Alexandria House also doesn't kick boys out when they turn 18. For example, Judy says they currently have a mom with two daughters (21 and 2) and a son who just turned 18. The family had struggled to find a shelter that would take them all together, and once they found Alexandria House, they worried the boy would be kicked out on his 18th birthday. But, says Judy, "we were not going to ask him to leave because of his age."

Homelessness is a big issue in Los Angeles. "[It] is considered the homeless capital of the United States," Judy says. "The numbers have not changed significantly since 1984 when I was working at the House of Ruth." The COVID-19 pandemic has only compounded the problem. According to Los Angeles Homeless Services Authority (LAHSA), over 66,000 people in the greater Los Angeles area were experiencing homelessness in 2020, representing a rise of 12.7% compared with the year before.

Each woman who comes to Alexandria House has her own unique story, but some common reasons for ending up homeless include fleeing from a domestic violence or human trafficking situation, aging out of foster care and having no place to go, being priced out of an apartment, losing a job, or experiencing a family emergency with no 'cushion' to pay the rent.

"Homelessness is not a definition; it is a situation that a person finds themselves in, and in fact, it can happen to almost anyone. There are many practices and policies that make it almost impossible to break out of poverty and move out of homelessness."

And that's why Alexandria House exists: to help them move out of it. How long that takes depends on the woman, but according to Judy, families stay an average of 10 months. During that time, the women meet with support staff to identify needs and goals and put a plan of action in place.

A number of services are provided, including free childcare, programs and mentoring for school-age children, free mental health counseling, financial literacy classes and a savings program. They have also started Step Up Sisterhood LA, an entrepreneurial program to support women's dreams of starting their own businesses. "We serve as a support system for as long as a family would like," Judy says, even after they have moved on.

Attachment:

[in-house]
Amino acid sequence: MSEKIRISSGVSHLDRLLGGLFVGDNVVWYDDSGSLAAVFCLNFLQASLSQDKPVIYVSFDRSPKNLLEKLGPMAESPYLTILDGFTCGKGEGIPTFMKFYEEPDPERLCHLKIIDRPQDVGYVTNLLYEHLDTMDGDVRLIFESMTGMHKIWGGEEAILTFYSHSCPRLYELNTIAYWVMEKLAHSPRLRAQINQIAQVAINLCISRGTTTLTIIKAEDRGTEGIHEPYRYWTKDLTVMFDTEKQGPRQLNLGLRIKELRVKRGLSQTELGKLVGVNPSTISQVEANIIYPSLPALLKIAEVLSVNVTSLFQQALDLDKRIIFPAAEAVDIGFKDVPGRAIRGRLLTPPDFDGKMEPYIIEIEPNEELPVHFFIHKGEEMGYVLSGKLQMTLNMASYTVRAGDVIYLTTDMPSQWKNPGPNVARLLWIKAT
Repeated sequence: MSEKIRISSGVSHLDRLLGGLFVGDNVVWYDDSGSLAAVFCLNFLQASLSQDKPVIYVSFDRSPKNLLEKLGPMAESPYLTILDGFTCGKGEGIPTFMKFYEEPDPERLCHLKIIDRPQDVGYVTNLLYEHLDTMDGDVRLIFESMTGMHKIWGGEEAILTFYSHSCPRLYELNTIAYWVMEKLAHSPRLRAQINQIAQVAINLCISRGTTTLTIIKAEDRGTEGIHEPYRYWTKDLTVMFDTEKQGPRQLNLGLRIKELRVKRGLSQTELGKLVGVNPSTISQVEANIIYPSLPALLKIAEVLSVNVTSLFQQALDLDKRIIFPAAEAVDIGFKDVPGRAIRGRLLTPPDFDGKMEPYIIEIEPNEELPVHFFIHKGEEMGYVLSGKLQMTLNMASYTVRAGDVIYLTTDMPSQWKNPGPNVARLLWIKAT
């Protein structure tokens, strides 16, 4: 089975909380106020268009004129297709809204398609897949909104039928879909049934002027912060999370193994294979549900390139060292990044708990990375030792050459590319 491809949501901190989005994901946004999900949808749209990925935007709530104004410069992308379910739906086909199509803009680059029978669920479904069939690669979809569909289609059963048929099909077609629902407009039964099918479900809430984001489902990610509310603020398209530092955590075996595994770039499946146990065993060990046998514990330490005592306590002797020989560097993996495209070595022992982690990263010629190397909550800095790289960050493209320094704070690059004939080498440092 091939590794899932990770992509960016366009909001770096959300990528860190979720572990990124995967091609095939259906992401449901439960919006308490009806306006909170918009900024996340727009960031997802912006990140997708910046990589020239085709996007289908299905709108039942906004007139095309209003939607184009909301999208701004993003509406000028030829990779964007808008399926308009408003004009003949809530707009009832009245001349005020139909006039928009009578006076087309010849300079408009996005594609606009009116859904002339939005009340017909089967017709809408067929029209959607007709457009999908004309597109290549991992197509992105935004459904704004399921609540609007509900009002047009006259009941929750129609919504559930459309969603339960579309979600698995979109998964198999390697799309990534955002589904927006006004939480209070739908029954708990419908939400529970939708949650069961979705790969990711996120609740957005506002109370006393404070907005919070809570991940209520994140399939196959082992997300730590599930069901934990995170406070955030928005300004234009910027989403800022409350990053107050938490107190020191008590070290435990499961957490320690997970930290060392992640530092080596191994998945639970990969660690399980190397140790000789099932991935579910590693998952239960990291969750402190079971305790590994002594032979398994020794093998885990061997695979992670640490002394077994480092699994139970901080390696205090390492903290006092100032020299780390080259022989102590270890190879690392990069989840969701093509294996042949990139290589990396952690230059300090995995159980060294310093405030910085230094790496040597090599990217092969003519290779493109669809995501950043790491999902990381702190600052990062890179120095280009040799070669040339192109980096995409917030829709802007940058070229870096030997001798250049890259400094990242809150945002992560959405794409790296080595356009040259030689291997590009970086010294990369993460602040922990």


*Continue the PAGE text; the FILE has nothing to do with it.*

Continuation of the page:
And so far, the program is a resounding success.

92 percent of the 200 families who stayed at Alexandria House have found financial stability and permanent housing — not becoming homeless again.

Since founding Alexandria House 25 years ago, Judy has never lost sight of her mission to join with others and create a vision of a more just society and community. That is why she is one of Tory Burch's Empowered Women this year — and the donation she receives as a nominee will go to Alexandria House and will help grow the new Start-up Sisterhood LA program.

"Alexandria House is such an important part of my life," says Judy. "It has been amazing to watch the children grow up and the moms recreate their lives for themselves and for their families. I have witnessed resiliency, courage, and heroic acts of generosity."